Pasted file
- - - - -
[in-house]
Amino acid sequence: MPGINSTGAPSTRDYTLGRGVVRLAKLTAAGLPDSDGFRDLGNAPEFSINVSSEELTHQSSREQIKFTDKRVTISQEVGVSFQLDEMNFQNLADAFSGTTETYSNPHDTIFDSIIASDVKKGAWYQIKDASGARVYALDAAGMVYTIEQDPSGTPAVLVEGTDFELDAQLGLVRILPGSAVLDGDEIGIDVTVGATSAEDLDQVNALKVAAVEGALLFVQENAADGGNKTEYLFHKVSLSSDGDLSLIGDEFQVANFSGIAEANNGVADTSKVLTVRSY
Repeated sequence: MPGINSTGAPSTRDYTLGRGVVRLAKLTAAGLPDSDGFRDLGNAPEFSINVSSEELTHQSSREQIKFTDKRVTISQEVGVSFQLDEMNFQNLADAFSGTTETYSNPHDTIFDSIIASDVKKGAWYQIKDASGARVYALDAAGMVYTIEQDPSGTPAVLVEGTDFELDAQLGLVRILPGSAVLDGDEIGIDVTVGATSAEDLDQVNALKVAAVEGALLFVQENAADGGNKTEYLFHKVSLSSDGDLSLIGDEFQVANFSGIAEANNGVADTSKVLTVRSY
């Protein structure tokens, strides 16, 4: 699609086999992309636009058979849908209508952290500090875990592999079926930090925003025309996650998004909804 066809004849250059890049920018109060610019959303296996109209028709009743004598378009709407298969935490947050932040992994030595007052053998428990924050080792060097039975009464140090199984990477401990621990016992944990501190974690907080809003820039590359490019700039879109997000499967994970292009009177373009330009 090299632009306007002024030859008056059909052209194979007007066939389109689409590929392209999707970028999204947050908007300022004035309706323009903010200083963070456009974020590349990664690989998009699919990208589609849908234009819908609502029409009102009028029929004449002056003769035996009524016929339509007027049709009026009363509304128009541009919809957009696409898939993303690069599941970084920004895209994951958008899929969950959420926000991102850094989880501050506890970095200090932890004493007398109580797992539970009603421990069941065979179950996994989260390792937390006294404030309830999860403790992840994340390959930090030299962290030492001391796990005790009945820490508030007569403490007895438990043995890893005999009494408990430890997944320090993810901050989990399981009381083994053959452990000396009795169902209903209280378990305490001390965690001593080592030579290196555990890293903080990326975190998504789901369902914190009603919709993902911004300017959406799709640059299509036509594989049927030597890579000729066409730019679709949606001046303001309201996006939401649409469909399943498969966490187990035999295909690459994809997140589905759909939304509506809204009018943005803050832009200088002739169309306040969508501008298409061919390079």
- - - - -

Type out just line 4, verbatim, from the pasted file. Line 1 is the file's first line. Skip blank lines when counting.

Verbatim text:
């Protein structure tokens, strides 16, 4: 699609086999992309636009058979849908209508952290500090875990592999079926930090925003025309996650998004909804 066809004849250059890049920018109060610019959303296996109209028709009743004598378009709407298969935490947050932040992994030595007052053998428990924050080792060097039975009464140090199984990477401990621990016992944990501190974690907080809003820039590359490019700039879109997000499967994970292009009177373009330009 090299632009306007002024030859008056059909052209194979007007066939389109689409590929392209999707970028999204947050908007300022004035309706323009903010200083963070456009974020590349990664690989998009699919990208589609849908234009819908609502029409009102009028029929004449002056003769035996009524016929339509007027049709009026009363509304128009541009919809957009696409898939993303690069599941970084920004895209994951958008899929969950959420926000991102850094989880501050506890970095200090932890004493007398109580797992539970009603421990069941065979179950996994989260390792937390006294404030309830999860403790992840994340390959930090030299962290030492001391796990005790009945820490508030007569403490007895438990043995890893005999009494408990430890997944320090993810901050989990399981009381083994053959452990000396009795169902209903209280378990305490001390965690001593080592030579290196555990890293903080990326975190998504789901369902914190009603919709993902911004300017959406799709640059299509036509594989049927030597890579000729066409730019679709949606001046303001309201996006939401649409469909399943498969966490187990035999295909690459994809997140589905759909939304509506809204009018943005803050832009200088002739169309306040969508501008298409061919390079």